How do you calculate cost basis?

To calculate the cost basis for individual shares that you own, you need to find the price that you paid for the share, then multiply it or divide it based on any stock splits or reverse splits that occurred.

There are multiple methods of calculating cost basis for individual transactions.

One is First-In, First-Out (FIFO). Using FIFO, you sell shares in the order you bought them. That means you use the cost basis of the first X shares you bought, where X is the number of shares you’re selling.

Last-In, First-Out (LIFO) is the opposite of FIFO, selling the more recently purchased shares first.

Another method is specific identification. Using this method, you choose individual shares to sell and use the costs basis of those shares.

For mutual funds, you can use average cost. Average cost is the total amount you paid to buy shares in the fund divided by the number of shares that you own.

How do you calculate the cost basis of old stock?

Today, your brokerage must help with the cost basis reporting of shares you buy, but that wasn't always the case. If you own old stock you have to calculate the cost basis when you sell your investment.

One option is to assume the cost basis is $0. You’ll pay more tax than you truly owe, but you won’t get in trouble with the IRS for underpaying.

Another option is to reach out to the company’s investor relationships group. Often, investor relations can give you information on historical prices and stock splits or other cost basis information that you can use.

You can also do online research to track its history of stock splits and prices for the days that you made purchases. This requires more manual calculation, but is an option for people who want to do it themselves.

How do you calculate cost basis with multiple purchases?

Each share you buy has a cost basis, so you can track the cost basis for every single share that you own. If you buy shares in the same fund or company at different times, you’ll likely pay a different price each time.

To find your total cost basis for your investment with multiple purchases, add the individual cost basis for each share you own.

For example, if you own three shares in Company XYZ, one bought at $10, one at $15, and one at $20, your total cost basis is $45.

What is the best cost basis method?

Each cost basis method has pros and cons, and the best method depends on your investing goals. For example, some people say that using a method, like First-In, First-Out, keeps things simple.

First-In, First-Out involves selling the first shares you bought. In the case of a stock that’s risen in value over time, this will mean that the first shares purchased are the ones you bought at the lowest price — which means for shares held less than one year, you’ll likely pay the higher, short-term capital gains tax. The upside of FIFO is that it’s simple and doesn’t lock you into a cost basis method going forward.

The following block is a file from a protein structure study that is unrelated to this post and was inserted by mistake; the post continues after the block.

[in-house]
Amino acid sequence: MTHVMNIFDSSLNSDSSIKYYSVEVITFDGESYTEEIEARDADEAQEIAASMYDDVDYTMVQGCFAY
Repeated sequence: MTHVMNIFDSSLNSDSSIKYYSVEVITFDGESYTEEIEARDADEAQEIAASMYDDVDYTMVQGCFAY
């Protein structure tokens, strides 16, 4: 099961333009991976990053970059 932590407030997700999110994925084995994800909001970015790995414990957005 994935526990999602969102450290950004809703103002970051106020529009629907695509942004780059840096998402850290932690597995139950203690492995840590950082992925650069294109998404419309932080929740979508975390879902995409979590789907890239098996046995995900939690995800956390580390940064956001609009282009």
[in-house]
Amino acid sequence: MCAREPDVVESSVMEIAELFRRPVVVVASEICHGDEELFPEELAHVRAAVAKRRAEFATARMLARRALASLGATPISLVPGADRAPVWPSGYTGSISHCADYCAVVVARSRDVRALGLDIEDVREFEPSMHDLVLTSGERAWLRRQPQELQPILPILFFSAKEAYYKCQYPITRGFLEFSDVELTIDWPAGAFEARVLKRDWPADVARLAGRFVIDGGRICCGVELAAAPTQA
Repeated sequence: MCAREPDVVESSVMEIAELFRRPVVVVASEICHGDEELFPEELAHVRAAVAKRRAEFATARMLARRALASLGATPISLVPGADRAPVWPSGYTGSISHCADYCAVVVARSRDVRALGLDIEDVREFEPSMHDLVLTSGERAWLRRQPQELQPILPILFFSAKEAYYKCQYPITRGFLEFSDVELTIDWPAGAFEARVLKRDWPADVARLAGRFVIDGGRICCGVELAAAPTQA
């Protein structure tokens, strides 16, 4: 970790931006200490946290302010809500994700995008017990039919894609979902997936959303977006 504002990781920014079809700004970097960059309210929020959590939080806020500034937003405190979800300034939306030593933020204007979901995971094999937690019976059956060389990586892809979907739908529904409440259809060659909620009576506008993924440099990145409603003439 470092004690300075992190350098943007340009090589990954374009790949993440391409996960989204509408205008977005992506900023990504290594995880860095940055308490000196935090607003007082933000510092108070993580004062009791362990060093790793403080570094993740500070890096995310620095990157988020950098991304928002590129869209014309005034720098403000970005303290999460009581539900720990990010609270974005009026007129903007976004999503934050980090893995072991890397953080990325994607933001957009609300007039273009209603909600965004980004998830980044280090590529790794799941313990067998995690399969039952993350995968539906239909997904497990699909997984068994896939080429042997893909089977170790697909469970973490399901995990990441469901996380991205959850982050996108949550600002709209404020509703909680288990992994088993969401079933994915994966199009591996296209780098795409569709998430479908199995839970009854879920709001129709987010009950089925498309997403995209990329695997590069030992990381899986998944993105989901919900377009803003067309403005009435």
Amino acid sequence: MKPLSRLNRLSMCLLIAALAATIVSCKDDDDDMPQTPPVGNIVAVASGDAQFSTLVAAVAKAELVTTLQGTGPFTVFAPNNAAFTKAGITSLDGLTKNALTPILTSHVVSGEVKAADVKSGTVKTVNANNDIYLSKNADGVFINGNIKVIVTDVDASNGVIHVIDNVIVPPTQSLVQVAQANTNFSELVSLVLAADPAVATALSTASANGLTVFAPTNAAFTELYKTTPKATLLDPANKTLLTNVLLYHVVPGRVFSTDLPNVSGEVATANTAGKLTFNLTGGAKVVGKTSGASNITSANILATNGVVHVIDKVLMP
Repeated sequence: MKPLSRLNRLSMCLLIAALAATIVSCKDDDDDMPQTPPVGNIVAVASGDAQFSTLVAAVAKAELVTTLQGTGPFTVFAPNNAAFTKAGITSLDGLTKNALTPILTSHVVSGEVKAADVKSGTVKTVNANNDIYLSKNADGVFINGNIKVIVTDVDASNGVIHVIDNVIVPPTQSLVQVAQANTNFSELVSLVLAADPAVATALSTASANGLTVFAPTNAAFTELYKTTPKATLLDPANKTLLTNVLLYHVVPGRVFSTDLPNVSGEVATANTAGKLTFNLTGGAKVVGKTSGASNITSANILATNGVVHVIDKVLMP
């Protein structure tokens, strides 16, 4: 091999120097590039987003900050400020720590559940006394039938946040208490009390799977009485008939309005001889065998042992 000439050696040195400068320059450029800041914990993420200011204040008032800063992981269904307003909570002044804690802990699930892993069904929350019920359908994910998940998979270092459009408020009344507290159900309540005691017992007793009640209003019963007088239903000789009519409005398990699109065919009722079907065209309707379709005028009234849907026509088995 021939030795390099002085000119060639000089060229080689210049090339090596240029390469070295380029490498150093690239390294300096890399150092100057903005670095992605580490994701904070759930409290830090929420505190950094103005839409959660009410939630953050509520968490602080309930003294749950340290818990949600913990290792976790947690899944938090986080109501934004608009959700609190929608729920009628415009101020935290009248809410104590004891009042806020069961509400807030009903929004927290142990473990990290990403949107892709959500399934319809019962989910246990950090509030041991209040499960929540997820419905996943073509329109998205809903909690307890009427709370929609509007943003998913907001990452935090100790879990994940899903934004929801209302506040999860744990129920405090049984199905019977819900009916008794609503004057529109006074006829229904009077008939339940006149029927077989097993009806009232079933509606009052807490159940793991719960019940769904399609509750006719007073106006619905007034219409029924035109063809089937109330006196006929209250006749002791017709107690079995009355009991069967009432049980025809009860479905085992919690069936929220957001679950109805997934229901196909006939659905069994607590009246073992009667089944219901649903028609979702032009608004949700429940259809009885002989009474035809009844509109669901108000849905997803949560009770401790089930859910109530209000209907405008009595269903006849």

Using specific identification lets you choose precisely which shares to sell, giving you the opportunity to make choices about the capital gain or loss you take on a sale. However, this method requires accurate bookkeeping and an eye for detail, and for every trade using this method, you need to document what shares are being sold.

Average cost may be the easiest method, but it is only available for shares in mutual funds and forces you to continue using the average cost method until you sell all your shares in the fund.

Why is cost basis important?

Cost basis is important for tax purposes. When you sell an investment for more than its cost basis, you receive a capital gain and may have to pay taxes on that gain. If you sell for less than the cost basis, you receive a capital loss and, in many cases, can deduct that loss from your income on your tax return, reducing the taxes you owe.

Knowing your investments’ tax basis and managing the tax basis of the investments that you sell can help you manage your investment efficiently, reducing the taxes that you pay.

This article provides a general overview of cost basis but cannot provide all important details. Please consult relevant IRS or professional tax guidance before deciding on a cost basis strategy.

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Sign up for Robinhood and get stock on us.Certain limitations apply

New customers need to sign up, get approved, and link their bank account. The cash value of the stock rewards may not be withdrawn for 30 days after the reward is claimed. Stock rewards not claimed within 60 days may expire. See full terms and conditions at rbnhd.co/freestock. Securities trading is offered through Robinhood Financial LLC.

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This information is educational, and is not an offer to sell or a solicitation of an offer to buy any security. This information is not a recommendation to buy, hold, or sell an investment or financial product, or take any action. This information is neither individualized nor a research report, and must not serve as the basis for any investment decision. All investments involve risk, including the possible loss of capital. Past performance does not guarantee future results or returns. Before making decisions with legal, tax, or accounting effects, you should consult appropriate professionals. Information is from sources deemed reliable on the date of publication, but Robinhood does not guarantee its accuracy.

Robinhood Financial LLC (member SIPC), is a registered broker dealer. Robinhood Securities, LLC (member SIPC), provides brokerage clearing services. Robinhood Crypto, LLC provides crypto currency trading. All are subsidiaries of Robinhood Markets, Inc. (‘Robinhood’).

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© 2022 Robinhood. All rights reserved.